We will pay all sums that the Insured or the Insured's legal representative shall be legally entitled to recover as damages from the owner or operator of an uninsured motor vehicle because of bodily injury sustained by the Insured, caused by an accident arising out of such uninsured motor vehicle's ownership, maintenance or use, subject to the Exclusions, Conditions, Limits and other provisions of this SUM endorsement.

It is undisputed that, as the named insured on the policy, respondent was the “Insured”, that he sustained “bodily injury” in the accident and that, by virtue of its liability limits, the Vervalin vehicle constitutes “an uninsured motor vehicle”, as that term is defined in the SUM endorsement.   Notably, as in Matter of Worcester Ins. Co. v. Bettenhauser (supra ), the foregoing coverage provision imposes no conditions that are dependent on the vehicle driven (see, id., at 190, 712 N.Y.S.2d 433, 734 N.E.2d 745).   Rather, the provision denying coverage for bodily injury to an insured occupying a motor vehicle that “is not insured for SUM coverage by the policy under which a claim is made” is contained within exclusion No. 2 of the SUM endorsement.   As for petitioner's reliance upon provisions of the policy's business auto coverage form and declarations page, we need merely note that essentially the same argument was unsuccessfully advanced by the Appellate Division majority in Matter of Worcester Ins. Co. v. Bettenhauser, 260 A.D.2d 488, 491, 688 N.Y.S.2d 202, revd. 95 N.Y.2d 185, 712 N.Y.S.2d 433, 734 N.E.2d 745.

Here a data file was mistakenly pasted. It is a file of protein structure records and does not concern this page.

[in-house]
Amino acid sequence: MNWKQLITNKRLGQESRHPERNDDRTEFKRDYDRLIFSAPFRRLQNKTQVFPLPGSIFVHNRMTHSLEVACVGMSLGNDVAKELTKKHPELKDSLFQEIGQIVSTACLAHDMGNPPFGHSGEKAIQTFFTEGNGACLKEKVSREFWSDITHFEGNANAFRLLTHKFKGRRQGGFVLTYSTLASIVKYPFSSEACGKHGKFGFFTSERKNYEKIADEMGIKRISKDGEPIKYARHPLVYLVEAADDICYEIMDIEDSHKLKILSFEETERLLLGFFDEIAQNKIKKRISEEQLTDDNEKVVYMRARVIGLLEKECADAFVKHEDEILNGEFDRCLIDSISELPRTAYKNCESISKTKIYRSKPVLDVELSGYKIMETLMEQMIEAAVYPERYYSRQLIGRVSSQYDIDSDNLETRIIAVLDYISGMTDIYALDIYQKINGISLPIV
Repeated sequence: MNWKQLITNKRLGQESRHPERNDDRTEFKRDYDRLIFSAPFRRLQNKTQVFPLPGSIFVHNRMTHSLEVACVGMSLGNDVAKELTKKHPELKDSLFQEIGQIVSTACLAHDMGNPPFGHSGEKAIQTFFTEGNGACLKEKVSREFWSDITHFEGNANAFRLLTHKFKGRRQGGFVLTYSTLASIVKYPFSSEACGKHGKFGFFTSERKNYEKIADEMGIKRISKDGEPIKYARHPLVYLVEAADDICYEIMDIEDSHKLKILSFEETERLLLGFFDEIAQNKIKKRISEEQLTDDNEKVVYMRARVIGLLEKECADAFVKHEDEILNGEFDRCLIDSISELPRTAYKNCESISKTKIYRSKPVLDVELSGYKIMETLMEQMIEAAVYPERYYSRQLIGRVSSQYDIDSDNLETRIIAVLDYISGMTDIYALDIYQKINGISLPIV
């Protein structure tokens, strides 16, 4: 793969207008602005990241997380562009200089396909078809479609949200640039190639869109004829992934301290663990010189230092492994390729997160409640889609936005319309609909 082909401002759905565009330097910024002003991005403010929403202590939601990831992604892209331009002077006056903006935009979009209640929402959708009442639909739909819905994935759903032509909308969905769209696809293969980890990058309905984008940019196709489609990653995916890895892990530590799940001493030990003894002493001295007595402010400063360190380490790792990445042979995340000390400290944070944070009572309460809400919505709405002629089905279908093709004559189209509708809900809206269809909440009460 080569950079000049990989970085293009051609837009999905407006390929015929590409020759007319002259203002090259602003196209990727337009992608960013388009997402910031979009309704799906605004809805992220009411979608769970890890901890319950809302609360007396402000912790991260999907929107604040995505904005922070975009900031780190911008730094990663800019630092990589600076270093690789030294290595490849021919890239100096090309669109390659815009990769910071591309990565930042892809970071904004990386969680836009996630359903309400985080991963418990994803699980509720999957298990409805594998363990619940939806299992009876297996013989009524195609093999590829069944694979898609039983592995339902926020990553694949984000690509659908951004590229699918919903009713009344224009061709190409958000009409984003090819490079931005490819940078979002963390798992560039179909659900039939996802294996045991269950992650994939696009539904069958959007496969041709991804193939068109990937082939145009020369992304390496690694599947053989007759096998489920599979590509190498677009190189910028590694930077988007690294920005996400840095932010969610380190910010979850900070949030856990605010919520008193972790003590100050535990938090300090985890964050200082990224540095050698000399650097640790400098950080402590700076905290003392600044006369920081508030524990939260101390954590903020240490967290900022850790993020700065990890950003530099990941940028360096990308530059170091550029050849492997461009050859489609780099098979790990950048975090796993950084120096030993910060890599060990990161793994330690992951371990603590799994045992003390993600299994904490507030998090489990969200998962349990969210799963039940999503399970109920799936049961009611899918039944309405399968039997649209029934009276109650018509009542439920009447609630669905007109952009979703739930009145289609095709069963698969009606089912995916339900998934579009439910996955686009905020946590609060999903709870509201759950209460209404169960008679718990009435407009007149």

Having determined that the lack of coverage forming the basis for petitioner's disclaimer is based on an exclusion, it remains to be determined whether a question of fact exists concerning the timeliness of petitioner's notice of disclaimer.   Insurance Law § 3420(d) requires an insurer to give written notice of a disclaimer of coverage “as soon as is reasonably possible”, and failure to do so renders the denial ineffective (see, Hess v. Nationwide Mut. Ins. Co., 273 A.D.2d 689, 690, 709 N.Y.S.2d 701;  Mohawk Minden Ins. Co. v. Ferry, 251 A.D.2d 846, 847, 674 N.Y.S.2d 512).   As earlier noted, respondent first placed petitioner on notice of the potential for a claim under the SUM endorsement in August 1998 and asserted an actual claim in July 2000. Petitioner provided no notice containing the required “high degree of specificity of the ground or grounds on which the disclaimer is predicated” (General Acc. Ins. Group v. Cirucci, 46 N.Y.2d 862, 864, 414 N.Y.S.2d 512, 387 N.E.2d 223) until it issued its formal disclaimer of coverage in October 2000, more than two years following the initial notice to petitioner and three months following respondent's assertion of an actual claim under the SUM endorsement.

The only excuse proffered for this extended delay is the difficulty that petitioner had in reaching respondent or his attorney during a three-month period in late 1998 and early 1999.   In any event, there is no question that as of February 18, 1999-approximately 20 months prior to petitioner's disclaimer-petitioner was aware that the vehicle that respondent occupied at the time of the accident was not listed on petitioner's policy and petitioner therefore had available to it all information necessary to disclaim coverage on the ground that was ultimately employed.   Under the circumstances, we conclude that the delay in disclaiming coverage was unreasonable as a matter of law (see, Wasserheit v. New York Cent. Mut. Fire Ins. Co., 271 A.D.2d 439, 440, 705 N.Y.S.2d 638).

ORDERED that the order is reversed, on the law, with costs, and petition dismissed.